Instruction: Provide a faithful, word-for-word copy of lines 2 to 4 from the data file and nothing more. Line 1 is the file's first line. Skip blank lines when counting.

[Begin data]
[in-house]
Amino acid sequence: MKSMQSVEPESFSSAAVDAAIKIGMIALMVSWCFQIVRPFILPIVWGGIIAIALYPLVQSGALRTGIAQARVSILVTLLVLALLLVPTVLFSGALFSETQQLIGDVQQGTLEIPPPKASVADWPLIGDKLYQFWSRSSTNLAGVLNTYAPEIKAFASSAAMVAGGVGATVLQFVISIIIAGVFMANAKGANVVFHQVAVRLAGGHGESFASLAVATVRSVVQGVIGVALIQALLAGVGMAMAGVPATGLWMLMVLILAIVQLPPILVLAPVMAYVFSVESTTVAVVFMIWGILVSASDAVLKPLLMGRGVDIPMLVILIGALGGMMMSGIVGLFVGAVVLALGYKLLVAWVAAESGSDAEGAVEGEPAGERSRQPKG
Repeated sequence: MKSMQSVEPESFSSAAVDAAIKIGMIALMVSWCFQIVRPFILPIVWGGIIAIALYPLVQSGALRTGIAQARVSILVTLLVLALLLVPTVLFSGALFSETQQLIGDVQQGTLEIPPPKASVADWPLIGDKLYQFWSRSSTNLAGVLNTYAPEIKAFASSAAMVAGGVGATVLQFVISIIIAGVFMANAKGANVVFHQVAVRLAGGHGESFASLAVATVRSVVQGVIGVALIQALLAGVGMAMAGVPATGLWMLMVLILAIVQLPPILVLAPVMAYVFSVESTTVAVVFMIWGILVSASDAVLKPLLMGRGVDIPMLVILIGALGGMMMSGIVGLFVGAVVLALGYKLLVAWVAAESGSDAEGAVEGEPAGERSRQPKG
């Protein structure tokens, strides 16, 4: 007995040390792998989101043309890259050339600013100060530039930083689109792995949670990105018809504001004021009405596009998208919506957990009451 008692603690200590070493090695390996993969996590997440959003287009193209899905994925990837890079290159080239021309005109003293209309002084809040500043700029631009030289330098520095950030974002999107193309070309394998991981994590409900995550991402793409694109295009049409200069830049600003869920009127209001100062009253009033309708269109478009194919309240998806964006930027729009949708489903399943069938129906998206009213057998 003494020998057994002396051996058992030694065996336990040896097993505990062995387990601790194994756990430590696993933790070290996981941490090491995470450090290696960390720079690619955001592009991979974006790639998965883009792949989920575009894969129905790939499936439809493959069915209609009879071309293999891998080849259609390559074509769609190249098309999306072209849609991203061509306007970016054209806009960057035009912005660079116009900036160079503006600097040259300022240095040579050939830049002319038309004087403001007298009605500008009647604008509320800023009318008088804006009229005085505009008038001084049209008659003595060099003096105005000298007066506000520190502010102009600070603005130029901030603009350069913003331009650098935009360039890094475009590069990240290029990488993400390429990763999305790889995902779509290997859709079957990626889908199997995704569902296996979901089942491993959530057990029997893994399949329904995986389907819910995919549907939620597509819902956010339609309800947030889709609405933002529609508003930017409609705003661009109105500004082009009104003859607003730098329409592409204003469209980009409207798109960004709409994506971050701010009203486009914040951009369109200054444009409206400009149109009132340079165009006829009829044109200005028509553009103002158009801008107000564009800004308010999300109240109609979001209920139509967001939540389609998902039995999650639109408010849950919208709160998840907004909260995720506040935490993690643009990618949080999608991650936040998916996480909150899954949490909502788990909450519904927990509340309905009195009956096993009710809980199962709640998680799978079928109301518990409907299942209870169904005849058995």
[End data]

Amino acid sequence: MKSMQSVEPESFSSAAVDAAIKIGMIALMVSWCFQIVRPFILPIVWGGIIAIALYPLVQSGALRTGIAQARVSILVTLLVLALLLVPTVLFSGALFSETQQLIGDVQQGTLEIPPPKASVADWPLIGDKLYQFWSRSSTNLAGVLNTYAPEIKAFASSAAMVAGGVGATVLQFVISIIIAGVFMANAKGANVVFHQVAVRLAGGHGESFASLAVATVRSVVQGVIGVALIQALLAGVGMAMAGVPATGLWMLMVLILAIVQLPPILVLAPVMAYVFSVESTTVAVVFMIWGILVSASDAVLKPLLMGRGVDIPMLVILIGALGGMMMSGIVGLFVGAVVLALGYKLLVAWVAAESGSDAEGAVEGEPAGERSRQPKG
Repeated sequence: MKSMQSVEPESFSSAAVDAAIKIGMIALMVSWCFQIVRPFILPIVWGGIIAIALYPLVQSGALRTGIAQARVSILVTLLVLALLLVPTVLFSGALFSETQQLIGDVQQGTLEIPPPKASVADWPLIGDKLYQFWSRSSTNLAGVLNTYAPEIKAFASSAAMVAGGVGATVLQFVISIIIAGVFMANAKGANVVFHQVAVRLAGGHGESFASLAVATVRSVVQGVIGVALIQALLAGVGMAMAGVPATGLWMLMVLILAIVQLPPILVLAPVMAYVFSVESTTVAVVFMIWGILVSASDAVLKPLLMGRGVDIPMLVILIGALGGMMMSGIVGLFVGAVVLALGYKLLVAWVAAESGSDAEGAVEGEPAGERSRQPKG
């Protein structure tokens, strides 16, 4: 007995040390792998989101043309890259050339600013100060530039930083689109792995949670990105018809504001004021009405596009998208919506957990009451 008692603690200590070493090695390996993969996590997440959003287009193209899905994925990837890079290159080239021309005109003293209309002084809040500043700029631009030289330098520095950030974002999107193309070309394998991981994590409900995550991402793409694109295009049409200069830049600003869920009127209001100062009253009033309708269109478009194919309240998806964006930027729009949708489903399943069938129906998206009213057998 003494020998057994002396051996058992030694065996336990040896097993505990062995387990601790194994756990430590696993933790070290996981941490090491995470450090290696960390720079690619955001592009991979974006790639998965883009792949989920575009894969129905790939499936439809493959069915209609009879071309293999891998080849259609390559074509769609190249098309999306072209849609991203061509306007970016054209806009960057035009912005660079116009900036160079503006600097040259300022240095040579050939830049002319038309004087403001007298009605500008009647604008509320800023009318008088804006009229005085505009008038001084049209008659003595060099003096105005000298007066506000520190502010102009600070603005130029901030603009350069913003331009650098935009360039890094475009590069990240290029990488993400390429990763999305790889995902779509290997859709079957990626889908199997995704569902296996979901089942491993959530057990029997893994399949329904995986389907819910995919549907939620597509819902956010339609309800947030889709609405933002529609508003930017409609705003661009109105500004082009009104003859607003730098329409592409204003469209980009409207798109960004709409994506971050701010009203486009914040951009369109200054444009409206400009149109009132340079165009006829009829044109200005028509553009103002158009801008107000564009800004308010999300109240109609979001209920139509967001939540389609998902039995999650639109408010849950919208709160998840907004909260995720506040935490993690643009990618949080999608991650936040998916996480909150899954949490909502788990909450519904927990509340309905009195009956096993009710809980199962709640998680799978079928109301518990409907299942209870169904005849058995």